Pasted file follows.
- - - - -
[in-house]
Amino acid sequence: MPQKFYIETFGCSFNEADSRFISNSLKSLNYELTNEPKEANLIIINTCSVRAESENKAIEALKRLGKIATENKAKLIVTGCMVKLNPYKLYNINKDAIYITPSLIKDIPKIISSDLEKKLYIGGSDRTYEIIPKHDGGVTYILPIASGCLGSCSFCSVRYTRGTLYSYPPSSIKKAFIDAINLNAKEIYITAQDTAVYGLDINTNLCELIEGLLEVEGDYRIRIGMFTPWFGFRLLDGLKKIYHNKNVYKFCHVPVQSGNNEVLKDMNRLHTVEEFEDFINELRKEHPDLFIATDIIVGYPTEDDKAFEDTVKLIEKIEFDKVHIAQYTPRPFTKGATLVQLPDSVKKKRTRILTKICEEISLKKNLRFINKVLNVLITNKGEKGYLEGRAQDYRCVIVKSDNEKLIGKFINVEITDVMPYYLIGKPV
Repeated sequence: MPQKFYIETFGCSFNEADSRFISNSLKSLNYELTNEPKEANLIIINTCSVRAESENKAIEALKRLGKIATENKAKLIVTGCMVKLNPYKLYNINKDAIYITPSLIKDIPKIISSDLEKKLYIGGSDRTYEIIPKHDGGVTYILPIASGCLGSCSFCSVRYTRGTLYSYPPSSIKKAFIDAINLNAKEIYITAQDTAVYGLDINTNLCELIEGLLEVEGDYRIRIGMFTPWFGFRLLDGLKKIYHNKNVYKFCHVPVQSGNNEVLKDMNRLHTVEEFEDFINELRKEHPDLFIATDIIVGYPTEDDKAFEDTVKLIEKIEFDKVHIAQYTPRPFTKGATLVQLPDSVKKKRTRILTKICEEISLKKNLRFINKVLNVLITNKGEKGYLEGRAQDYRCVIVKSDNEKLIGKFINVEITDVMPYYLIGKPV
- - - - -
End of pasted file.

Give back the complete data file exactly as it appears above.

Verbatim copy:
[in-house]
Amino acid sequence: MPQKFYIETFGCSFNEADSRFISNSLKSLNYELTNEPKEANLIIINTCSVRAESENKAIEALKRLGKIATENKAKLIVTGCMVKLNPYKLYNINKDAIYITPSLIKDIPKIISSDLEKKLYIGGSDRTYEIIPKHDGGVTYILPIASGCLGSCSFCSVRYTRGTLYSYPPSSIKKAFIDAINLNAKEIYITAQDTAVYGLDINTNLCELIEGLLEVEGDYRIRIGMFTPWFGFRLLDGLKKIYHNKNVYKFCHVPVQSGNNEVLKDMNRLHTVEEFEDFINELRKEHPDLFIATDIIVGYPTEDDKAFEDTVKLIEKIEFDKVHIAQYTPRPFTKGATLVQLPDSVKKKRTRILTKICEEISLKKNLRFINKVLNVLITNKGEKGYLEGRAQDYRCVIVKSDNEKLIGKFINVEITDVMPYYLIGKPV
Repeated sequence: MPQKFYIETFGCSFNEADSRFISNSLKSLNYELTNEPKEANLIIINTCSVRAESENKAIEALKRLGKIATENKAKLIVTGCMVKLNPYKLYNINKDAIYITPSLIKDIPKIISSDLEKKLYIGGSDRTYEIIPKHDGGVTYILPIASGCLGSCSFCSVRYTRGTLYSYPPSSIKKAFIDAINLNAKEIYITAQDTAVYGLDINTNLCELIEGLLEVEGDYRIRIGMFTPWFGFRLLDGLKKIYHNKNVYKFCHVPVQSGNNEVLKDMNRLHTVEEFEDFINELRKEHPDLFIATDIIVGYPTEDDKAFEDTVKLIEKIEFDKVHIAQYTPRPFTKGATLVQLPDSVKKKRTRILTKICEEISLKKNLRFINKVLNVLITNKGEKGYLEGRAQDYRCVIVKSDNEKLIGKFINVEITDVMPYYLIGKPV